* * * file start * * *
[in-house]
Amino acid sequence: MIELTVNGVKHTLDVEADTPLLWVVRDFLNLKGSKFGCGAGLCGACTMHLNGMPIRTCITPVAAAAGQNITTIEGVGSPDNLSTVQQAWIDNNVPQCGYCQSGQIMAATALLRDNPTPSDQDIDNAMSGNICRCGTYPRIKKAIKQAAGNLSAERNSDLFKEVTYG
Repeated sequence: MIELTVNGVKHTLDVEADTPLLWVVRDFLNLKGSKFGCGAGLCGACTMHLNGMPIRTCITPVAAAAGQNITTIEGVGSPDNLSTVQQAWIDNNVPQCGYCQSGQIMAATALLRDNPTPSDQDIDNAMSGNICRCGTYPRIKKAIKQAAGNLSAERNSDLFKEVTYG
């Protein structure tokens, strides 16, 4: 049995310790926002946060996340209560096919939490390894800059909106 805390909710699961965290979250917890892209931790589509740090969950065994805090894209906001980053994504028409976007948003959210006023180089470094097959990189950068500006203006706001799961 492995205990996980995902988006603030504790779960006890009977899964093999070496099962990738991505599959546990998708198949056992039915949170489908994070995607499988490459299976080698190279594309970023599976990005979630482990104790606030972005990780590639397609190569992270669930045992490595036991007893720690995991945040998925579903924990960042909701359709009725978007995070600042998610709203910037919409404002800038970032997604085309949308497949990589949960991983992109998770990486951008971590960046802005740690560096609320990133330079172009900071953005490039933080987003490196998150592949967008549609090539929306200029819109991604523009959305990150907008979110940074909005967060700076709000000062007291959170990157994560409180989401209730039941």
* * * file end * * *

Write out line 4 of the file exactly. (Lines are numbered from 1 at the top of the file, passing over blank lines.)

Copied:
């Protein structure tokens, strides 16, 4: 049995310790926002946060996340209560096919939490390894800059909106 805390909710699961965290979250917890892209931790589509740090969950065994805090894209906001980053994504028409976007948003959210006023180089470094097959990189950068500006203006706001799961 492995205990996980995902988006603030504790779960006890009977899964093999070496099962990738991505599959546990998708198949056992039915949170489908994070995607499988490459299976080698190279594309970023599976990005979630482990104790606030972005990780590639397609190569992270669930045992490595036991007893720690995991945040998925579903924990960042909701359709009725978007995070600042998610709203910037919409404002800038970032997604085309949308497949990589949960991983992109998770990486951008971590960046802005740690560096609320990133330079172009900071953005490039933080987003490196998150592949967008549609090539929306200029819109991604523009959305990150907008979110940074909005967060700076709000000062007291959170990157994560409180989401209730039941």